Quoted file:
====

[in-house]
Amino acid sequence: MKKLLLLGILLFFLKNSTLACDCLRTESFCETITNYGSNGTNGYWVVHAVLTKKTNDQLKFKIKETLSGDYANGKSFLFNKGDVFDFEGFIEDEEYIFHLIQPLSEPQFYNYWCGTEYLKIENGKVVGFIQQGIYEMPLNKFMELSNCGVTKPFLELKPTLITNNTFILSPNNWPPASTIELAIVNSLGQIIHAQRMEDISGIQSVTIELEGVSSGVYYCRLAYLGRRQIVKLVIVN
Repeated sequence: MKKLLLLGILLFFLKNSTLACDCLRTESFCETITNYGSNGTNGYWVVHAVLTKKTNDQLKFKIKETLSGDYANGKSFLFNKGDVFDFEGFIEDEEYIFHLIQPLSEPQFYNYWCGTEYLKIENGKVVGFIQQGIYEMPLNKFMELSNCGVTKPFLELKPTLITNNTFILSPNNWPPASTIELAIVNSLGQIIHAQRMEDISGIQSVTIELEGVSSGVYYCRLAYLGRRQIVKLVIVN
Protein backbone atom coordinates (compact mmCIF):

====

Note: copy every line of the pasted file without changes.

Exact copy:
[in-house]
Amino acid sequence: MKKLLLLGILLFFLKNSTLACDCLRTESFCETITNYGSNGTNGYWVVHAVLTKKTNDQLKFKIKETLSGDYANGKSFLFNKGDVFDFEGFIEDEEYIFHLIQPLSEPQFYNYWCGTEYLKIENGKVVGFIQQGIYEMPLNKFMELSNCGVTKPFLELKPTLITNNTFILSPNNWPPASTIELAIVNSLGQIIHAQRMEDISGIQSVTIELEGVSSGVYYCRLAYLGRRQIVKLVIVN
Repeated sequence: MKKLLLLGILLFFLKNSTLACDCLRTESFCETITNYGSNGTNGYWVVHAVLTKKTNDQLKFKIKETLSGDYANGKSFLFNKGDVFDFEGFIEDEEYIFHLIQPLSEPQFYNYWCGTEYLKIENGKVVGFIQQGIYEMPLNKFMELSNCGVTKPFLELKPTLITNNTFILSPNNWPPASTIELAIVNSLGQIIHAQRMEDISGIQSVTIELEGVSSGVYYCRLAYLGRRQIVKLVIVN
Protein backbone atom coordinates (compact mmCIF):